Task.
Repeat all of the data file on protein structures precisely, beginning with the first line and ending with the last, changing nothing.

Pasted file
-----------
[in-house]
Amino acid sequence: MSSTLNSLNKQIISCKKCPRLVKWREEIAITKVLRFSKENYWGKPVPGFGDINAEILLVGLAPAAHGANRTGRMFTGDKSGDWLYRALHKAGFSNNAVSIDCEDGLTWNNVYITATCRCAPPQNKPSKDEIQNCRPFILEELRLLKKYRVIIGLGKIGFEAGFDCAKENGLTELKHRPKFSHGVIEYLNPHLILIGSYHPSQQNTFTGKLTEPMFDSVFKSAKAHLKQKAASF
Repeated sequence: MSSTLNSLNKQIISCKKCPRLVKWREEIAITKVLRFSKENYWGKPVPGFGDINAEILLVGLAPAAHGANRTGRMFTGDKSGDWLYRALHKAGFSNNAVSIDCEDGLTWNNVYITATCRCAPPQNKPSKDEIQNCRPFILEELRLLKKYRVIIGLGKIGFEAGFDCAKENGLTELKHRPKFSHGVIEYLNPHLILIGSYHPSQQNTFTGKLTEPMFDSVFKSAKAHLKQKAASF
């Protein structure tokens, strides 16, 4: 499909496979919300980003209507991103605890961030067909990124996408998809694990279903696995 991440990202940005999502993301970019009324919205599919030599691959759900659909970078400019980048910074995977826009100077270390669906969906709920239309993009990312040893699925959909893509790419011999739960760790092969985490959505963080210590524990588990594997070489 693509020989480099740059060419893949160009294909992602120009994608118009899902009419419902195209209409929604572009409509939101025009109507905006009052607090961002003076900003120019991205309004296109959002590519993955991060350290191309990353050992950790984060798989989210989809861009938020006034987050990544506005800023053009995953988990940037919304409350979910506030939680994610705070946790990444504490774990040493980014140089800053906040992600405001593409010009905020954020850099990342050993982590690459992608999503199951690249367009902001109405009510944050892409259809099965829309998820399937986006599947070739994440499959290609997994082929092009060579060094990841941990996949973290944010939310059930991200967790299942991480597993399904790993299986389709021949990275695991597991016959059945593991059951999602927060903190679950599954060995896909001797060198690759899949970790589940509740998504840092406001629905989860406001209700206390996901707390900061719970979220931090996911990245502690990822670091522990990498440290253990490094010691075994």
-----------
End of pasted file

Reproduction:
[in-house]
Amino acid sequence: MSSTLNSLNKQIISCKKCPRLVKWREEIAITKVLRFSKENYWGKPVPGFGDINAEILLVGLAPAAHGANRTGRMFTGDKSGDWLYRALHKAGFSNNAVSIDCEDGLTWNNVYITATCRCAPPQNKPSKDEIQNCRPFILEELRLLKKYRVIIGLGKIGFEAGFDCAKENGLTELKHRPKFSHGVIEYLNPHLILIGSYHPSQQNTFTGKLTEPMFDSVFKSAKAHLKQKAASF
Repeated sequence: MSSTLNSLNKQIISCKKCPRLVKWREEIAITKVLRFSKENYWGKPVPGFGDINAEILLVGLAPAAHGANRTGRMFTGDKSGDWLYRALHKAGFSNNAVSIDCEDGLTWNNVYITATCRCAPPQNKPSKDEIQNCRPFILEELRLLKKYRVIIGLGKIGFEAGFDCAKENGLTELKHRPKFSHGVIEYLNPHLILIGSYHPSQQNTFTGKLTEPMFDSVFKSAKAHLKQKAASF
């Protein structure tokens, strides 16, 4: 499909496979919300980003209507991103605890961030067909990124996408998809694990279903696995 991440990202940005999502993301970019009324919205599919030599691959759900659909970078400019980048910074995977826009100077270390669906969906709920239309993009990312040893699925959909893509790419011999739960760790092969985490959505963080210590524990588990594997070489 693509020989480099740059060419893949160009294909992602120009994608118009899902009419419902195209209409929604572009409509939101025009109507905006009052607090961002003076900003120019991205309004296109959002590519993955991060350290191309990353050992950790984060798989989210989809861009938020006034987050990544506005800023053009995953988990940037919304409350979910506030939680994610705070946790990444504490774990040493980014140089800053906040992600405001593409010009905020954020850099990342050993982590690459992608999503199951690249367009902001109405009510944050892409259809099965829309998820399937986006599947070739994440499959290609997994082929092009060579060094990841941990996949973290944010939310059930991200967790299942991480597993399904790993299986389709021949990275695991597991016959059945593991059951999602927060903190679950599954060995896909001797060198690759899949970790589940509740998504840092406001629905989860406001209700206390996901707390900061719970979220931090996911990245502690990822670091522990990498440290253990490094010691075994």